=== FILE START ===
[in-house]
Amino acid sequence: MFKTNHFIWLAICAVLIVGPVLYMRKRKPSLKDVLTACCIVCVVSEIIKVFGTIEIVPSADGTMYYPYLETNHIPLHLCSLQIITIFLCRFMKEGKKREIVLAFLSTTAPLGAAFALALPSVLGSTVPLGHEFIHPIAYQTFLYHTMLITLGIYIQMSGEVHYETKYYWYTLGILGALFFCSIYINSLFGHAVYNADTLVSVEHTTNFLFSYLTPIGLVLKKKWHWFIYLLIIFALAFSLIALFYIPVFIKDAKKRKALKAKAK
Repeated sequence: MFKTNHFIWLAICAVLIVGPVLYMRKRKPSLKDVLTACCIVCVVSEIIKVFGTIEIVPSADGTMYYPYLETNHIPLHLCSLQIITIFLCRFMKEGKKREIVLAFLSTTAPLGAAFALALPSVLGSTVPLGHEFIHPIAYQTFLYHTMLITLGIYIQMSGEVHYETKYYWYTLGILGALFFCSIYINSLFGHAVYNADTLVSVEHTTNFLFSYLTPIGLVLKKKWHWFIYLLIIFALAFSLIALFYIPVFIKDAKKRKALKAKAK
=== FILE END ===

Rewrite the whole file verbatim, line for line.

[in-house]
Amino acid sequence: MFKTNHFIWLAICAVLIVGPVLYMRKRKPSLKDVLTACCIVCVVSEIIKVFGTIEIVPSADGTMYYPYLETNHIPLHLCSLQIITIFLCRFMKEGKKREIVLAFLSTTAPLGAAFALALPSVLGSTVPLGHEFIHPIAYQTFLYHTMLITLGIYIQMSGEVHYETKYYWYTLGILGALFFCSIYINSLFGHAVYNADTLVSVEHTTNFLFSYLTPIGLVLKKKWHWFIYLLIIFALAFSLIALFYIPVFIKDAKKRKALKAKAK
Repeated sequence: MFKTNHFIWLAICAVLIVGPVLYMRKRKPSLKDVLTACCIVCVVSEIIKVFGTIEIVPSADGTMYYPYLETNHIPLHLCSLQIITIFLCRFMKEGKKREIVLAFLSTTAPLGAAFALALPSVLGSTVPLGHEFIHPIAYQTFLYHTMLITLGIYIQMSGEVHYETKYYWYTLGILGALFFCSIYINSLFGHAVYNADTLVSVEHTTNFLFSYLTPIGLVLKKKWHWFIYLLIIFALAFSLIALFYIPVFIKDAKKRKALKAKAK